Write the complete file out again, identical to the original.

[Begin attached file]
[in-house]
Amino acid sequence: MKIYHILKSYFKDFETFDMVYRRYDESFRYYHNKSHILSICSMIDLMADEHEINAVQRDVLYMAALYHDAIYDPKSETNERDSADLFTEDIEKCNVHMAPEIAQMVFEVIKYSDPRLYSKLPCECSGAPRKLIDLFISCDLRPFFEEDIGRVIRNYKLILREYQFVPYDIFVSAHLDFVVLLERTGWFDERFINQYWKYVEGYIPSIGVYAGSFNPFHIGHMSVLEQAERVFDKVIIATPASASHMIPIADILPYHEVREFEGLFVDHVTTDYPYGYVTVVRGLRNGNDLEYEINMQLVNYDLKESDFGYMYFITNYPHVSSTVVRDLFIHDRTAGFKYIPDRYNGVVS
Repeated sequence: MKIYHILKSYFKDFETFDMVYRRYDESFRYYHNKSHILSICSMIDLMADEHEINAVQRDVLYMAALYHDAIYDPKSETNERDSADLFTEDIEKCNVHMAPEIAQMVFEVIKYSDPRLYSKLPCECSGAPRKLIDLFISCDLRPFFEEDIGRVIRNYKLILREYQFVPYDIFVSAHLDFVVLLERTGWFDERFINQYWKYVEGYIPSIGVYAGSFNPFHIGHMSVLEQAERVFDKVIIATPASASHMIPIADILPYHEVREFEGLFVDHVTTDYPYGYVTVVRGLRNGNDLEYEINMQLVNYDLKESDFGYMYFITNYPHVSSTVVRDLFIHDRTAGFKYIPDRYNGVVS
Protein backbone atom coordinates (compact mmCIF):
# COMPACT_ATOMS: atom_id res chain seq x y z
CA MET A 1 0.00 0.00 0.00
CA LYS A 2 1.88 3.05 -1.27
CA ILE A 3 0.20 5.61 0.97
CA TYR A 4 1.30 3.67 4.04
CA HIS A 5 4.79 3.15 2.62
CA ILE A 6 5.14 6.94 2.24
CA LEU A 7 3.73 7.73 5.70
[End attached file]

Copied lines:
[in-house]
Amino acid sequence: MKIYHILKSYFKDFETFDMVYRRYDESFRYYHNKSHILSICSMIDLMADEHEINAVQRDVLYMAALYHDAIYDPKSETNERDSADLFTEDIEKCNVHMAPEIAQMVFEVIKYSDPRLYSKLPCECSGAPRKLIDLFISCDLRPFFEEDIGRVIRNYKLILREYQFVPYDIFVSAHLDFVVLLERTGWFDERFINQYWKYVEGYIPSIGVYAGSFNPFHIGHMSVLEQAERVFDKVIIATPASASHMIPIADILPYHEVREFEGLFVDHVTTDYPYGYVTVVRGLRNGNDLEYEINMQLVNYDLKESDFGYMYFITNYPHVSSTVVRDLFIHDRTAGFKYIPDRYNGVVS
Repeated sequence: MKIYHILKSYFKDFETFDMVYRRYDESFRYYHNKSHILSICSMIDLMADEHEINAVQRDVLYMAALYHDAIYDPKSETNERDSADLFTEDIEKCNVHMAPEIAQMVFEVIKYSDPRLYSKLPCECSGAPRKLIDLFISCDLRPFFEEDIGRVIRNYKLILREYQFVPYDIFVSAHLDFVVLLERTGWFDERFINQYWKYVEGYIPSIGVYAGSFNPFHIGHMSVLEQAERVFDKVIIATPASASHMIPIADILPYHEVREFEGLFVDHVTTDYPYGYVTVVRGLRNGNDLEYEINMQLVNYDLKESDFGYMYFITNYPHVSSTVVRDLFIHDRTAGFKYIPDRYNGVVS
Protein backbone atom coordinates (compact mmCIF):
# COMPACT_ATOMS: atom_id res chain seq x y z
CA MET A 1 0.00 0.00 0.00
CA LYS A 2 1.88 3.05 -1.27
CA ILE A 3 0.20 5.61 0.97
CA TYR A 4 1.30 3.67 4.04
CA HIS A 5 4.79 3.15 2.62
CA ILE A 6 5.14 6.94 2.24
CA LEU A 7 3.73 7.73 5.70